My last post was a section of a proposal for a survey I had to write in college, proposing to measure whether Irish national identity is based for most people on ethnic or civic nationalism. Ethnic nationalism essentially means a view of national identity based around a shared ethnic ancestry. Civic nationalism is a more inclusive view of national identity, in which individuals of any ethnic ancestry may be welcomed as citizens as long as they embrace various cultural and legal norms.
I argued that it is not clear whether most Irish people view national identity here as an ethnic or civic identity. I often hear Irish people joking about the notorious paleness and vulnerability to sunburn of the Irish. This is true, if we consider that being 'Irish' means something about a shared ethnic ancestry, typified by the pale skin that evolved in a people living in the cloudy north. It means nothing for Irish citizens of Pakistani or Nigerian ancestry. So are they Irish or not?
Right now the Irish football team is competing in the European Cup. There is a lot of excitement about this, lots of explicit national pride and flag-waving, but without - I think - any explicit explanation of what Irishness means.
My concern is that Irishness in the early 20th century was almost universally seen as an ethnic national identity, a movement by the Celtic natives to overthrow their Saxon oppressors. We are encouraged today to be proud of being Irish, but not told what it means. Politicians talk often about the ethnic Irish diaspora scattered around the world: Americans and Australians and British who are connected to Ireland only through a distant ancestry. Here President Higgins tells an Irish-American organisation about the Irish 'instinct to get together and talk and listen', and he calls the diaspora a 'family'. Talk of instinct and family seems to fit more with an ethnic nationalist ideology than civic nationalist.
Yet politicians have also used inclusive language towards immigrants, calling them the 'New Irish', for example. Ireland lacks a significant anti-immigration political party, and when one town's mayor announced that he was not going to represent 'black Africans' there was immediate outrage and he was forced to resign and apologise. There seem to be slightly mixed public messages.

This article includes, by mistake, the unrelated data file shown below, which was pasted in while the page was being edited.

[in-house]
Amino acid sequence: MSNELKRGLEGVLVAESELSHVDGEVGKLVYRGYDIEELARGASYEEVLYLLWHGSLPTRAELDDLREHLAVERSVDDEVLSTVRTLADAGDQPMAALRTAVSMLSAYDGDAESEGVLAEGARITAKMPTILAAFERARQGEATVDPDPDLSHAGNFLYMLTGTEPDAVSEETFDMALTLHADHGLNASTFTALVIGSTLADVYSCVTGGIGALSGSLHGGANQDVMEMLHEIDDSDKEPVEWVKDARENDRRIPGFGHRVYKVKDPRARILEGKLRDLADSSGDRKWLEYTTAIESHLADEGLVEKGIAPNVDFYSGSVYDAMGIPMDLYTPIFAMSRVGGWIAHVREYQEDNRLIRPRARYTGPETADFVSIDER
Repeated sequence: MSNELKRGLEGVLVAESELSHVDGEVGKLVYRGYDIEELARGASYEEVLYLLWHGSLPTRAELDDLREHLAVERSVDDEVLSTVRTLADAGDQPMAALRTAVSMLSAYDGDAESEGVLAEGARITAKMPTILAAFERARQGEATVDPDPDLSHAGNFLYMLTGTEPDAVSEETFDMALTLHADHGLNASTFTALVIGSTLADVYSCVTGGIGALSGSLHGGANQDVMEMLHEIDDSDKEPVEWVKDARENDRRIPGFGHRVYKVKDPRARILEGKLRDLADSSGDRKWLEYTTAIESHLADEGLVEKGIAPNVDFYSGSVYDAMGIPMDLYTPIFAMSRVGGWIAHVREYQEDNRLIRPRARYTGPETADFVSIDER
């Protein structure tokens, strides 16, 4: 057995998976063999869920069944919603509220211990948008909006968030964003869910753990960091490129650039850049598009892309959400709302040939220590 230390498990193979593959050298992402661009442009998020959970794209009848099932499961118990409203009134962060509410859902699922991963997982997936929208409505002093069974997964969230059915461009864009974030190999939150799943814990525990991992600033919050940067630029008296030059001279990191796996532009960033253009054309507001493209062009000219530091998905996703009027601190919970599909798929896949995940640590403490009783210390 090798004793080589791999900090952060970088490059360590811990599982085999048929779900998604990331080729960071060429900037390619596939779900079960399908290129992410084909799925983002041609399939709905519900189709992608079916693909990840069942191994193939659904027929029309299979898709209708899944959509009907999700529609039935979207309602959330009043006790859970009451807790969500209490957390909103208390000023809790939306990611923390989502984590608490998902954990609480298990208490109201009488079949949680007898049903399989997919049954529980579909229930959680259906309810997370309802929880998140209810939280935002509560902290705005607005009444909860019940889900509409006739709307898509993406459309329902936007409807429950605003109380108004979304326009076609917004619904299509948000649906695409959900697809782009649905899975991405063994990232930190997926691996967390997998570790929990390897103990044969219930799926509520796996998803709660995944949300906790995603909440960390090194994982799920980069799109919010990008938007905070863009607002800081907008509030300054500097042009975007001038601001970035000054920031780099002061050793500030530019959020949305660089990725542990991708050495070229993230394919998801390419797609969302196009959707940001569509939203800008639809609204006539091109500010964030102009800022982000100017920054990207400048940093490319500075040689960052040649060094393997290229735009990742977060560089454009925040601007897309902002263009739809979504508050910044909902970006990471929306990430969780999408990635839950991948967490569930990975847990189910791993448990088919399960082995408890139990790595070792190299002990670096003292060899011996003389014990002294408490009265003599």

I worry that some people take this cheerful Irish national pride, encouraged by the politicians, to mean ethnic nationalist pride in a discreet ethnic nation, exclusive of settled immigrant Chinese and Poles and Romanians. I fear that some people had always taken Irishness to mean ethnic ancestry here, in opposition to a Saxon English enemy, and they now feel confused or betrayed by a state that has loosened migration controls enough to welcome many thousands of immigrants.
I don't really have any answers or solutions here. But I fear things may come to a head. There seems to be a contradiction in national identities that have imperfectly shifted from ethnic to civic, along with politicians torn between stirring up national pride and keeping borders open to economic migrants. Several European countries have experienced growth in far-right anti-immigration parties, yet even the horror expressed about this development suggests trouble, if it means that any opposition to immigration is deemed radical. Those people I suspect grew up assuming that their national identity was defined by ethnicity must now be scratching their heads to find that their mainstream, conservative nationalism renders them terrifying neo-Nazis in the eyes of media commentators. If the only options are fairly open borders or far-right reactionism, no wonder some people are going to shift towards the latter.
A few years ago I would have blamed nationalism itself, as an inherently divisive ideology. Now I'm not so confident; perhaps nationalism plays a role in building social cohesion within countries. I hope that European countries will shift to some version of inclusive national identity that emphasises, perhaps, cultural and not racial unity. If people must rally around ideas, perhaps they can rally around ethnically inclusive cultural ideas. For now, I am concerned that these tensions go unaddressed. Today Polish and Russian football fans have fought in Warsaw after Russians attempted to march through the city to commemorate their national holiday. Ethnic nationalism is still drawing blood in Europe.